Each anime season has a new standout. Summer 2020’s looks to be The God of High School. Due to the health precautions and ergo work restrictions, listings are shorter than usual this season. However, The God of High School has still drawn impressive interest despite going up against sequels of several already well established series such as Re:Zero and Fire Force. Let’s see if it deserves the hype!
The God of High School
A massive tournament is being held to find the strongest fighter in the pool of Korea’s high school students. The story starts with one of its contestants, Mori Jin—a (quite literally) starry-eyed taekwondo specialist.
But that’s not how the actual show starts. It starts with a phone call and a beach. That’s not a particularly scary set-up; however, it does show a somewhat more sinister, albeit vague, plotline in the works behind the scenes of the tournament as well as the mysterious character Park Mujin.
When our main character does make his entrance it’s not too different from the men lounging on the beach. In typical anime protagonist fashion, he’s slept in! No toast for this guy though. He’s running on an empty stomach for most of the first episode. During this mad dash to the arena and one thief-stopping detour, we also meet our other two main characters and get to see just how scary these students are.
The God of High School marks Crunchyroll’s third collaboration with Line Webtoon. The original manhwa has gained thousands of readers both in Korea and overseas, so it’s safe to say there were a lot of people to impress.
The premise of the show is admittedly pretty cliche. Overpowered school students battling, a startlingly upbeat and righteous protagonist…right off the bat there are tropes anyone who’s dabbled in shounen anime would be familiar with. Nonetheless, these tropes are done in an enjoyable fashion.
Mori is a nice, goofy lead. His behavior is a little off the walls and hard to predict which makes him very entertaining to watch. Those impulsive traits are amplified by his physical capability. I mean, he could literally jump off the walls. And he did with his bike in the first episode. However, he’s not without anything to ground his character. He clearly has good morals and that classic hero’s heart.
Daewa and Mira, the other main characters, seem to share that same endearing sense of goodwill. This is shown in what is probably my favorite scene in the show so far: the bike chase.
Sound & Animation
At the beginning of the show, the art really did not stand out to me as anything special. It wasn’t bad looking by any means, but it did leave me wondering if the fights in a show about fighting would even have the animation “oomph” to carry it. But the expressions and overzealous movements of these characters as they hunted down a cocky purse snatcher were golden.
Fights following it were also fairly dynamic and super fun to watch. Each character has their own style that contributes to an interesting choreography.
There are small splashes of unique textures and palettes throughout the anime too. These are mostly found in flashbacks, but also in cool transitions and introductions—namely theme song itself. Glitches, glowing neons, even some pixel art, it’s all very reminiscent of a video game and I love that.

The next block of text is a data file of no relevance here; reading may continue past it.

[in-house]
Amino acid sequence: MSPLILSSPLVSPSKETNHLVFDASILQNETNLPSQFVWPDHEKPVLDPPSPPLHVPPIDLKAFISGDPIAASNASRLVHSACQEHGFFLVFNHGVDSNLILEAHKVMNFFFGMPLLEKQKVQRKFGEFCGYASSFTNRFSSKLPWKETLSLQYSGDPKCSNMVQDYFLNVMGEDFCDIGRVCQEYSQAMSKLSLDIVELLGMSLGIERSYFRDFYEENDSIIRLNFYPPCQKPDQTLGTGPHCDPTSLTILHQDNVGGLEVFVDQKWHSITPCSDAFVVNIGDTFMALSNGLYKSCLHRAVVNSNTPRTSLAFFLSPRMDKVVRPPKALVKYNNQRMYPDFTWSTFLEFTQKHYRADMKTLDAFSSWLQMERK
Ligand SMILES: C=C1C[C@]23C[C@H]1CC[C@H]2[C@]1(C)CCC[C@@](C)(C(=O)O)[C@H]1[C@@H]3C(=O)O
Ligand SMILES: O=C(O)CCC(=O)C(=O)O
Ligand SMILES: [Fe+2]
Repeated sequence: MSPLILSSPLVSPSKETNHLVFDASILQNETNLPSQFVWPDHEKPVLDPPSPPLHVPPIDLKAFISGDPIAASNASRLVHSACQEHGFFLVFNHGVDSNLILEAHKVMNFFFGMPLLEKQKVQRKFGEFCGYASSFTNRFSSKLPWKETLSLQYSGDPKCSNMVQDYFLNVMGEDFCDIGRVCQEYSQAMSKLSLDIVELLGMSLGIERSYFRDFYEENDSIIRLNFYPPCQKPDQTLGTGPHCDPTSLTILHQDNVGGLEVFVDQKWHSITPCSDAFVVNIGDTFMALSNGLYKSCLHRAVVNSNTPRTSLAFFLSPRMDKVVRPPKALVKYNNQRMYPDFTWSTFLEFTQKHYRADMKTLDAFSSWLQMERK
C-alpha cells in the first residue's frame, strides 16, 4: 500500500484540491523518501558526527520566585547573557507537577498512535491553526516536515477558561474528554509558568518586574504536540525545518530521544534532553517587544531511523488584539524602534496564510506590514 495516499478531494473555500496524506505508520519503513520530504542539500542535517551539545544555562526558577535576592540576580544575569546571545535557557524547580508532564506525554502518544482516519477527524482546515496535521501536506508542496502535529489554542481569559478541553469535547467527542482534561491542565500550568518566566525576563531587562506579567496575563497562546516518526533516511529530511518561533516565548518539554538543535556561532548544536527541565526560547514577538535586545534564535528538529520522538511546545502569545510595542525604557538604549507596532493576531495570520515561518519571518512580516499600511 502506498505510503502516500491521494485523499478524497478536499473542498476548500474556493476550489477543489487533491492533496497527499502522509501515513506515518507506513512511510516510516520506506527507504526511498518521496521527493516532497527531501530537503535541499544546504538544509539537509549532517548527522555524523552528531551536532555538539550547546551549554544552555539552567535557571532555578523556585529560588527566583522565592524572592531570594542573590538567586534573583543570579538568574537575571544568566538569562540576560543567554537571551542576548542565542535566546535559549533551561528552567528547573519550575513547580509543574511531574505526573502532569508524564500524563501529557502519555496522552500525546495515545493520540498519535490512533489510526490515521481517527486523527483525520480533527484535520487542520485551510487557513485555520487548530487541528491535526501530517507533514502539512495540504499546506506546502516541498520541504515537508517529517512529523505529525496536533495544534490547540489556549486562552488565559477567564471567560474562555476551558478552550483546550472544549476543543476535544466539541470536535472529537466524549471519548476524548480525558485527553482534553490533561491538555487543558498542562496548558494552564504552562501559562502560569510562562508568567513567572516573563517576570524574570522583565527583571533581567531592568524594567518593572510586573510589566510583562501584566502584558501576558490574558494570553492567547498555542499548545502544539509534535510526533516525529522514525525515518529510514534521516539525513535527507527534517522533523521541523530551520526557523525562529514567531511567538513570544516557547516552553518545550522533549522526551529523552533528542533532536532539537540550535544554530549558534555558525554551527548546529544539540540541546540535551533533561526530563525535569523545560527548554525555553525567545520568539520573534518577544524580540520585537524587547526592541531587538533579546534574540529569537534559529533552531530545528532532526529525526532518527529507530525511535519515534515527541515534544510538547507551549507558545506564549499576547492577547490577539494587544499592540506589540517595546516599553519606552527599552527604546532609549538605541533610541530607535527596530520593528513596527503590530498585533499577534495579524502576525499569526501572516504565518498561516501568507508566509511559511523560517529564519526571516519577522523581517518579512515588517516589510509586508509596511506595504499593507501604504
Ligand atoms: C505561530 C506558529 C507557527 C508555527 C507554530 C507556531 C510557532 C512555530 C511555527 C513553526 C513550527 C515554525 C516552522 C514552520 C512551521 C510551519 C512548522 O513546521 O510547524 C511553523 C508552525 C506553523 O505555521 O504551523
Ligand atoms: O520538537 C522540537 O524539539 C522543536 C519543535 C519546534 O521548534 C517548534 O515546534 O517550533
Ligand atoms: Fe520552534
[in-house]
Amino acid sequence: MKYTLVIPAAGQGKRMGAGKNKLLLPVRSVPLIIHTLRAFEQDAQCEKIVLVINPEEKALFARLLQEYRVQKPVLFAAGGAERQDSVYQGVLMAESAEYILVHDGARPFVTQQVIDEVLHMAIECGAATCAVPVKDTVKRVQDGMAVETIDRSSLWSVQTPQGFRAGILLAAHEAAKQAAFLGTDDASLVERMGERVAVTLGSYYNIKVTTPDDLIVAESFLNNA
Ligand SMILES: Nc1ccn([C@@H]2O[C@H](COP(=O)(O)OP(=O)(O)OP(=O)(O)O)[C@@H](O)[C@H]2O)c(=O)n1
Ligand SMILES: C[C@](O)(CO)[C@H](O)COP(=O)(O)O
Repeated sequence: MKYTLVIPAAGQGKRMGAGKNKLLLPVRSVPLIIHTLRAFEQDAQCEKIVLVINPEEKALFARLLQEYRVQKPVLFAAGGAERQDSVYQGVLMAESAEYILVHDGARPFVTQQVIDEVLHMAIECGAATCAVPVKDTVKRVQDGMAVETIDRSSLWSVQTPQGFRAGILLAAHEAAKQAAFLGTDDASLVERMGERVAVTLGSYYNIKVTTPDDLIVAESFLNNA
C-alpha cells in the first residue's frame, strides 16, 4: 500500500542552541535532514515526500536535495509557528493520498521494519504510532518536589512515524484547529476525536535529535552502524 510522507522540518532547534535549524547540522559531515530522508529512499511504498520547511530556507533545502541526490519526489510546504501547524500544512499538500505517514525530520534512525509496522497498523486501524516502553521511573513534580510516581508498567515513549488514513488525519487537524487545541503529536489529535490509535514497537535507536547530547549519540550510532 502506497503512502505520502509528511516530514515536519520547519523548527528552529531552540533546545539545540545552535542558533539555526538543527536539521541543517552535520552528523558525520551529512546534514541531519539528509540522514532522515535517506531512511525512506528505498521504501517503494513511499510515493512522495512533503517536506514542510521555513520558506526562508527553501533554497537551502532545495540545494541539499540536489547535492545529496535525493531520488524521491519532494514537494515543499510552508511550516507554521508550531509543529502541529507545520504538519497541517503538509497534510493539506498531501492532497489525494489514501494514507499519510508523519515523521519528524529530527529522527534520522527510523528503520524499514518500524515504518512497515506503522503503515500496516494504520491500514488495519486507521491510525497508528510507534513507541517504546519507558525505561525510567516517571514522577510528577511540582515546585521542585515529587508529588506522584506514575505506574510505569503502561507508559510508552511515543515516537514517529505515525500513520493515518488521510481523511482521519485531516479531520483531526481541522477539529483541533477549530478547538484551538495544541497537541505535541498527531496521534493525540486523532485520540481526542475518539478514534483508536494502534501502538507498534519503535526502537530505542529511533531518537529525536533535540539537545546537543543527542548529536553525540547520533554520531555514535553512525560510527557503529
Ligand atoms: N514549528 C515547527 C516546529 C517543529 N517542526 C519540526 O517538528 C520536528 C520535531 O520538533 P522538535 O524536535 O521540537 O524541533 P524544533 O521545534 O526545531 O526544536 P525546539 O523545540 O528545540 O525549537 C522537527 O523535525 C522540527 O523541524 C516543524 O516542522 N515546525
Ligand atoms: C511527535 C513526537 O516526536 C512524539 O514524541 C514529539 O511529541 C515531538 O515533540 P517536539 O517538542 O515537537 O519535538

Likewise, the opening “Contradiction” is a fittingly high energy, electronic piece. That same vibe carries through the rest of the OST and is honestly absolutely perfect to go alongside the brawls. It definitely kept me hyped and in the moment.
Pacing & Problems
My biggest issues lie with the anime’s pacing. Things progress very quickly. It’s understandable, considering creators and viewers alike probably just want to get right into the action. But we don’t get much background or buildup on anything that happens.
The character flashbacks stuck out like a bit of a sore thumb. Although there’s a lot left to be expanded about the characters’ backgrounds and motives, it all felt too much like a rushed and lazy method to get the audience’s sympathy. It’s especially obvious in a scene where Mori asks the others why they joined the tournament. The character’s actual replies are not too offbeat or revealing; however, the short snippets before make it feel almost awkward.
Mira’s characterization is another good example of this problem. She is displayed as a happy, cutesy girl with the twist of “oh hey, piss her off and she’ll suddenly get serious and kick your ass.” That by itself isn’t bad, though once again nothing exactly new in this sort of series. In fact, it was pulled off pretty well in her introduction. But later on, the switch between these attitudes is jarring. It’s like they’re trying to pull off two archetypes under the same design. It was hard to take Mira or her story seriously.
I’m hoping for more organic character development and consistency as the series continues.
The God of High School is in many ways your standard shounen fare. But it takes its genre in stride with exciting visuals and sound, earning a solid 3 miso soups with room to grow as the summer season progresses.
That wraps up our look at The God of High School. Did you agree with our review? What will you be watching this season? Let us know in the comments!